## Abstract

Spin echo is a fundamental tool for quantum registers and biomedical imaging. It is believed that a strong magnetic field is needed for the spin echo to provide long memory and high resolution, since a degenerate spin cannot be controlled or addressed under a zero magnetic field. While a degenerate spin is never subject to dynamic control, it is still subject to geometric control. Here we show the spin echo of a degenerate spin subsystem, which is geometrically controlled via a mediating state split by the crystal field, in a nitrogen vacancy centre in diamond. The demonstration reveals that the degenerate spin is protected by inherent symmetry breaking called zero-field splitting. The geometric spin echo under zero field provides an ideal way to maintain the coherence without any dynamics, thus opening the way to pseudo-static quantum random access memory and non-invasive biosensors.

## Introduction

Nitrogen vacancy (NV) centres in diamond provide promising platforms for quantum-related technologies. The coherence time of an electron spin in an NV centre has been shown to reach millisecond order even at room temperature^{1,2,3,4}. Arbitrary state preparation, single-/two-qubit control, entanglement generation^{5,6,7} and quantum teleportation^{8} have also been achieved using the NV spin together with proximate nuclear spins. Quantum memory, however, must possess two contradictory qualities: noise resilience and controllability. Symmetric states are known to be fragile by themselves but become noise resilient with specific symmetry-breaking operations. Such symmetry breaking inherently occurs in an NV centre, where the ground-state electrons form triplet states with spin-1 angular momentum. The zero-field splitting due to the spin-spin interaction breaks the symmetry to push only the magnetic quantum number *m*_{S}=0 state far below the degenerate *m*_{S}=±1 states^{9}. The zero-field split state provides a dynamic path to manipulate the geometric phase of the logical qubit based on the *m*_{S}=±1 states^{10,11}. The same situation is seen in photon polarization^{12,13}, which is also spanned by degenerate *m*_{S}=±1 states representing circular polarizations with spin-1 angular momentum. This correspondence allows spontaneous entanglement generation^{14} and entangled absorption^{15} between single photon and electrons in an NV centre in diamond. The correspondence also allows a microwave to be applied to manipulate an electron spin ±1 subsystem with arbitrary polarizations^{16}. Even when the subsystem is degenerate enough to avoid a field to drive the state, it is possible to geometrically control^{17,18} the geometric phase or the Berry phase^{19}. Geometric gate operation has been proposed for performing holonomic quantum computation with built-in noise resilience^{20,21,22,23}. The geometric phase has been experimentally observed in molecular ensembles^{24,25}, in a single superconducting qubit^{26}, and in a single NV centre in diamond^{10,11}. It has been shown that the geometric phase gate offers fast and precise control over the geometric phase, disrupts environmental interaction with multiple pulse echo sequences^{17}, and even offers a universal set of quantum logic gates^{10}.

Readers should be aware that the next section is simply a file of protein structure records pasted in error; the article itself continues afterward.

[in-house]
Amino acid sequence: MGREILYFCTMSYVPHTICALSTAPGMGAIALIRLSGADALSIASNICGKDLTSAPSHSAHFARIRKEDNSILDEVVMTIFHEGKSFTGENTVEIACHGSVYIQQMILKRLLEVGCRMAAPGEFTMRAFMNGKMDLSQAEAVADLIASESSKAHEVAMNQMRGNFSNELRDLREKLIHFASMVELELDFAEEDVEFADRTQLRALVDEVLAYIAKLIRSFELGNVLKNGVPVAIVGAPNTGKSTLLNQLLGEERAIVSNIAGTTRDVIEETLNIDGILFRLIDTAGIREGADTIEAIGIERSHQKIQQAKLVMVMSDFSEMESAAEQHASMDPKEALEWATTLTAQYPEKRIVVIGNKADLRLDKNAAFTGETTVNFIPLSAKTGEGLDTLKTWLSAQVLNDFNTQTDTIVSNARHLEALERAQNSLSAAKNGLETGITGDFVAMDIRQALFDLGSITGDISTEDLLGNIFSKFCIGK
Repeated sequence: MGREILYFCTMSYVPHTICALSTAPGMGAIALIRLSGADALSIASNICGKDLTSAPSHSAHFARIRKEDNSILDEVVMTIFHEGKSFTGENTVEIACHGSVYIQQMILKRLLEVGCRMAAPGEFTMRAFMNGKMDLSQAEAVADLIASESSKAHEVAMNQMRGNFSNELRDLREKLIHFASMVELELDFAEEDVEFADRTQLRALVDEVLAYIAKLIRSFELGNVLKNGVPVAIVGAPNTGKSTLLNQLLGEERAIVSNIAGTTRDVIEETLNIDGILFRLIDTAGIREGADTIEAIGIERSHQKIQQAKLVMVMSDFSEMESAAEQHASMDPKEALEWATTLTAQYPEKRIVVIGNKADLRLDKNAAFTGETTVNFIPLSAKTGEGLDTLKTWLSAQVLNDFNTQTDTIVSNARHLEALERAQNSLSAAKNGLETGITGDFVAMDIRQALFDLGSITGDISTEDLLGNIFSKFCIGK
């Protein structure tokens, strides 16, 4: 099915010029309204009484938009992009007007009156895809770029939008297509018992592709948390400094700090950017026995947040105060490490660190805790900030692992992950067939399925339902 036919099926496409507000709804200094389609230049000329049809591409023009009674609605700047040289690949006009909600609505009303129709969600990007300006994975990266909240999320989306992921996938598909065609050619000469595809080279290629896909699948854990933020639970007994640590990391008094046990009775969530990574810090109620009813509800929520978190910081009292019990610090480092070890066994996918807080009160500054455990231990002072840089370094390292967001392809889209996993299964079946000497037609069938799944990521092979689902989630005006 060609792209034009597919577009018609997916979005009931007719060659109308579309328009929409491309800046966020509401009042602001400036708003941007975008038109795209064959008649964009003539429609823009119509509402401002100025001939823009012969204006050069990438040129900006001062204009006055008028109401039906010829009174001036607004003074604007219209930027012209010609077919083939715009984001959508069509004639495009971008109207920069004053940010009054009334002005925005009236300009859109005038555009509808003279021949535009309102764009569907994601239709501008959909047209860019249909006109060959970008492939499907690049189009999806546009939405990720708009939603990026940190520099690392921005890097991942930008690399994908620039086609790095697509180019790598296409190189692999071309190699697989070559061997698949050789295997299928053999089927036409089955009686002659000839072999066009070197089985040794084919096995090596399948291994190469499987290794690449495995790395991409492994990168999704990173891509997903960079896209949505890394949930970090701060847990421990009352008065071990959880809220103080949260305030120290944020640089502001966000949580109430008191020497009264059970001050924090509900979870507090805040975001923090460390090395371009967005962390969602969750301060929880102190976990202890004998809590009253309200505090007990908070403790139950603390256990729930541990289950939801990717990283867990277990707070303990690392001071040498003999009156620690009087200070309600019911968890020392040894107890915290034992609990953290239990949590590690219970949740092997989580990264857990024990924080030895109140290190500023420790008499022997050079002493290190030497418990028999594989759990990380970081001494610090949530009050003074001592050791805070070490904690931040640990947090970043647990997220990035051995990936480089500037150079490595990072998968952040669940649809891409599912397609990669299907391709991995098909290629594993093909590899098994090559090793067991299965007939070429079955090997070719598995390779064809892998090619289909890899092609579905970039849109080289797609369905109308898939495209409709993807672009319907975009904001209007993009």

Although those demonstrations introduced an energy gap to the qubit for controllability, here we show that it is possible to control a degenerate logical qubit, which we call a geometric spin qubit, by a purely geometric gate operation and that it can be protected by zero-field splitting with the help of a time-reversal operation, which we call geometric spin echo.

## Results

### System and scheme

Our experimental demonstration of geometric spin control is based on the application of resonant microwave to electron spin in a diamond NV centre under a zero magnetic field. The electron spin system in an NV centre is described by the following Hamiltonian.

where **S**=(*S*_{x,}*S*_{y,}*S*_{z}) is the spin-1 operator of the vacancy electron spin, *I*_{z} is the *z* component of the spin-1/2 operator of the ^{14}N nuclear spin, *D*=(2*π* × )2.87 GHz is the axial zero-field splitting, *E*_{x} (*E*_{y}) is the *x* (*y*) component of the transverse zero-field splitting caused by a crystal strain, *γ*_{e} is the gyromagnetic ratio of the electron spin, **B**_{ext} is the external magnetic field and *A*_{z}=−(2*π* × )2.175 MHz is the *z* component of the hyperfine interaction between the electron spin and the ^{14}N nuclear spin. The *x*, *y* components of the hyperfine interaction and magnetic field, which contribute to the second-order perturbation, are negligible owing to the large zero-field splitting. Note that in this paper we omit the Planck constant *ħ* for simplicity.